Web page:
Instead I noticed the air passing in and out of my nose. I let his words take flight on clouds. They were becoming worrisome clouds--developing into the pea green shade that formed tornadoes in my Midwestern hometown. Foreboding or not, the clouds kept moving. I could only observe them. No fool would ever attempt to control or direct the path of a cloud. They move as they wish. 

"What's going to happen when a parent who makes millions of dollars a year doesn't take you seriously? People find that clothes mean something. Don't you think you need to dress the part so people take you seriously? If you wear what other people expect you to wear, the de rigueur uniform of a psychologist, it won't be noticed. When you don't wear a tie you are saying you want to be noticed. Do you want to be noticed? Is that important to you?"

More clouds. Getting even darker. I recall fantasizing about reaching out for his tie and strangling him with it. His words and my thoughts were forming clouds that flowed around me occluding my vision. All I had left to find my way was the sensation of the air coming in and out of my nose.

I was annoyed he was taking whatever his shit was out on me. My tenacity overtook me rather than my belligerence. I would continue to notice the air passing in and out of my nose. I would not react to his shit.

And that was it. That was the magic. I decoded the game. He was acting out something that didn't have anything to do with me as a person. His behavior had nothing to do with my qualifications. It had nothing to do with my actions. His strange interview behavior was emanating from him, not me.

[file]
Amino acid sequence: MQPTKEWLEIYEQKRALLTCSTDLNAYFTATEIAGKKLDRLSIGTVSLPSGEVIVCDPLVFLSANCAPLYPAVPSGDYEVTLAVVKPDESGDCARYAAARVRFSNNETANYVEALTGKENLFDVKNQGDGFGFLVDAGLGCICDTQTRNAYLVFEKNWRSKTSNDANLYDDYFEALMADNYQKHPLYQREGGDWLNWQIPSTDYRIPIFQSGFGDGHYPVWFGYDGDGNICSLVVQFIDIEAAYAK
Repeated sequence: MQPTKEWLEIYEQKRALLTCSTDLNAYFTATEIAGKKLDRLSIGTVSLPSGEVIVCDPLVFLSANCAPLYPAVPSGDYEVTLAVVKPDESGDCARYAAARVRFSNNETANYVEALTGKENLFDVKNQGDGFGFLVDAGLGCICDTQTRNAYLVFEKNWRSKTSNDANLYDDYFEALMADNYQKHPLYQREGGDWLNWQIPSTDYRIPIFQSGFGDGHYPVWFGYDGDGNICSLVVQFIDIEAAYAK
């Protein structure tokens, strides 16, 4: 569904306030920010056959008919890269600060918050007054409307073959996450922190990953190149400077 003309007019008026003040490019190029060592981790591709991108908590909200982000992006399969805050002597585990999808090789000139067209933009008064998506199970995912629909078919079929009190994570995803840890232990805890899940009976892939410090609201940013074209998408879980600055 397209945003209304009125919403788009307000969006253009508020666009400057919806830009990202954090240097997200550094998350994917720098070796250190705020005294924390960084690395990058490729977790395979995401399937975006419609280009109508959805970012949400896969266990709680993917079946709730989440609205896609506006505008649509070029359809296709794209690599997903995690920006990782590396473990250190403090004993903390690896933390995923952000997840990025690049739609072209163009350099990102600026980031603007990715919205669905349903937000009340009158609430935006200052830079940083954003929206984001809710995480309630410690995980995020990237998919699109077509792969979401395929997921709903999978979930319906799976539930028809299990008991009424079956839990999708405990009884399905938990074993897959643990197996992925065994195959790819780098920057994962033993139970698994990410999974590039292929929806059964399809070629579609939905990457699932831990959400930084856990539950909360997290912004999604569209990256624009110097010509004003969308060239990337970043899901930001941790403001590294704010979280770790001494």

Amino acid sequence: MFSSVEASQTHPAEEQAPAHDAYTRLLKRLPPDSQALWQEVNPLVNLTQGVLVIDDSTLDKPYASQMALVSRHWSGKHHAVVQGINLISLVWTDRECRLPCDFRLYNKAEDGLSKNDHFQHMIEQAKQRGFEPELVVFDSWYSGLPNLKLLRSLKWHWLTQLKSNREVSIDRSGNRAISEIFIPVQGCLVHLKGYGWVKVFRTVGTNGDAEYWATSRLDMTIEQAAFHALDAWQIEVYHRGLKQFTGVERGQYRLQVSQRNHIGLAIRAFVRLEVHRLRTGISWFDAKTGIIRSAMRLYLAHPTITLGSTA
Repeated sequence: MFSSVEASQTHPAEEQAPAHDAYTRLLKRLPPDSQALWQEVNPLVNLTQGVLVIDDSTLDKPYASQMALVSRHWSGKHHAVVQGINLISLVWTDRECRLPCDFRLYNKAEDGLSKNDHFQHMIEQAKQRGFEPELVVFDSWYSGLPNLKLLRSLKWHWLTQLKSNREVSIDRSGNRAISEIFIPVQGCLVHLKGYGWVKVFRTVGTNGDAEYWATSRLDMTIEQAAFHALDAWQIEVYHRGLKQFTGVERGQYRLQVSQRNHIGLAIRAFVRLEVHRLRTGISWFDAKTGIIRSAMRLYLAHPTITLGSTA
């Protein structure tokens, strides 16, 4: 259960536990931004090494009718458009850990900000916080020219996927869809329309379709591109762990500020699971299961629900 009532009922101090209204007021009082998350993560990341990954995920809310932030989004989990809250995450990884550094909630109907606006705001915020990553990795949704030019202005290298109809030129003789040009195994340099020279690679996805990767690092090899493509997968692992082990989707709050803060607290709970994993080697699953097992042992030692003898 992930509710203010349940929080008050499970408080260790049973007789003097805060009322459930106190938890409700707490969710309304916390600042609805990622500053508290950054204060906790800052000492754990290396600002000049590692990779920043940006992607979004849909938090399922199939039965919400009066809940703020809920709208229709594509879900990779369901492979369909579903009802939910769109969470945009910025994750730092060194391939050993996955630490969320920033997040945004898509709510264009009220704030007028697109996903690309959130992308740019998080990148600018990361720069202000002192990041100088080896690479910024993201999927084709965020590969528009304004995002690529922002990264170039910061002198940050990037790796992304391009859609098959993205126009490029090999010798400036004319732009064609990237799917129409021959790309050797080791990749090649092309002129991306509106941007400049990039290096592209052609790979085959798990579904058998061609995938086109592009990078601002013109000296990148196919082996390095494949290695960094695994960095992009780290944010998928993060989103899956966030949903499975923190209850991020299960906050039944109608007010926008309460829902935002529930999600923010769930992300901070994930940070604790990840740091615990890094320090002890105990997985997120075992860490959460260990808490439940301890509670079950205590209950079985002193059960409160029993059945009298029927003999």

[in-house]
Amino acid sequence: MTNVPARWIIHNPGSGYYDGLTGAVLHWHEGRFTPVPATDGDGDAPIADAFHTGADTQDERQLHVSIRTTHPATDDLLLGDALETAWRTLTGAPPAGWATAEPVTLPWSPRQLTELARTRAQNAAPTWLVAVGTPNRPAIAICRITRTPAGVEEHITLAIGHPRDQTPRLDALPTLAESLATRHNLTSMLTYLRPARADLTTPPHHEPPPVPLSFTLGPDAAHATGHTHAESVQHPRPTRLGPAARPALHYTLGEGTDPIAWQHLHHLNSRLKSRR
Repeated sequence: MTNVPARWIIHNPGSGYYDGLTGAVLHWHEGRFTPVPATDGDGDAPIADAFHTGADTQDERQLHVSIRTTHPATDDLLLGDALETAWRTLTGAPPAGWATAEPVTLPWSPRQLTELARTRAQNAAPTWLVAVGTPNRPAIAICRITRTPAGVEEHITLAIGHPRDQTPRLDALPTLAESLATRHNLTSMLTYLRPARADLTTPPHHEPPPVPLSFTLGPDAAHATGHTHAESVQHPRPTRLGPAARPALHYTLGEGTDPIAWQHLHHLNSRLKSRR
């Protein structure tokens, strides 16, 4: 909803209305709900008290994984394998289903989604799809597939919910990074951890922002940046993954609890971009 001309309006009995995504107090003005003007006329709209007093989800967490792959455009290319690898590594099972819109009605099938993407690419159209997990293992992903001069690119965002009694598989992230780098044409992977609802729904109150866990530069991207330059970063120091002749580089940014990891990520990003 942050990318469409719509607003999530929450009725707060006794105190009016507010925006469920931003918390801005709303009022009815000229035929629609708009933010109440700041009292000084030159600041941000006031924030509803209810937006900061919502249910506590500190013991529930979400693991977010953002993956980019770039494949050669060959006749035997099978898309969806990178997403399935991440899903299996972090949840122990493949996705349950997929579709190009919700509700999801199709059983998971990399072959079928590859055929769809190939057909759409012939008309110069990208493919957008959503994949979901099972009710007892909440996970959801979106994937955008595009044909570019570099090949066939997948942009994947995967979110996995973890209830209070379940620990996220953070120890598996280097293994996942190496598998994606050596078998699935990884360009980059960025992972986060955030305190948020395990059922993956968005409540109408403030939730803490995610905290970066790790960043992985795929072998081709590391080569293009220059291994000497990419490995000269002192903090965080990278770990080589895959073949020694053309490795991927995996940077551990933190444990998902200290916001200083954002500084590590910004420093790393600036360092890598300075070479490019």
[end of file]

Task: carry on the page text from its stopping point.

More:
There were more questions. They continued to swarm around me looking for a way under my skin. Having decoded the situation I was protected (so I thought) from the intrusive assault of his questions. I didn't know why this was the game at hand, but I knew it was a game, and knew I'd gain nothing be pushing back.

At the end of the interview Dr. Shay shook my hand and apologized for his demeanor. 

He explained I was interviewing outside the normal selection process and I couldn't be vetted like the other post-docs. Joe felt it was important to get a lot of information about how I handled myself in a little period of time, and felt the best way to do this was to give me a high pressure stress interview.

My interviewer felt he needed to see what I did when people tried to rip me apart. I was to be working primarily with teenagers who were highly suicidal, self-injurious, and diagnosed with borderline personality disorder as well as other disorders that involved emotional dysregulation. He said patients would look for my weak spots, poke, tear, and punch, until I reacted and lashed out. He wanted to see what I can handle and how I lashed out.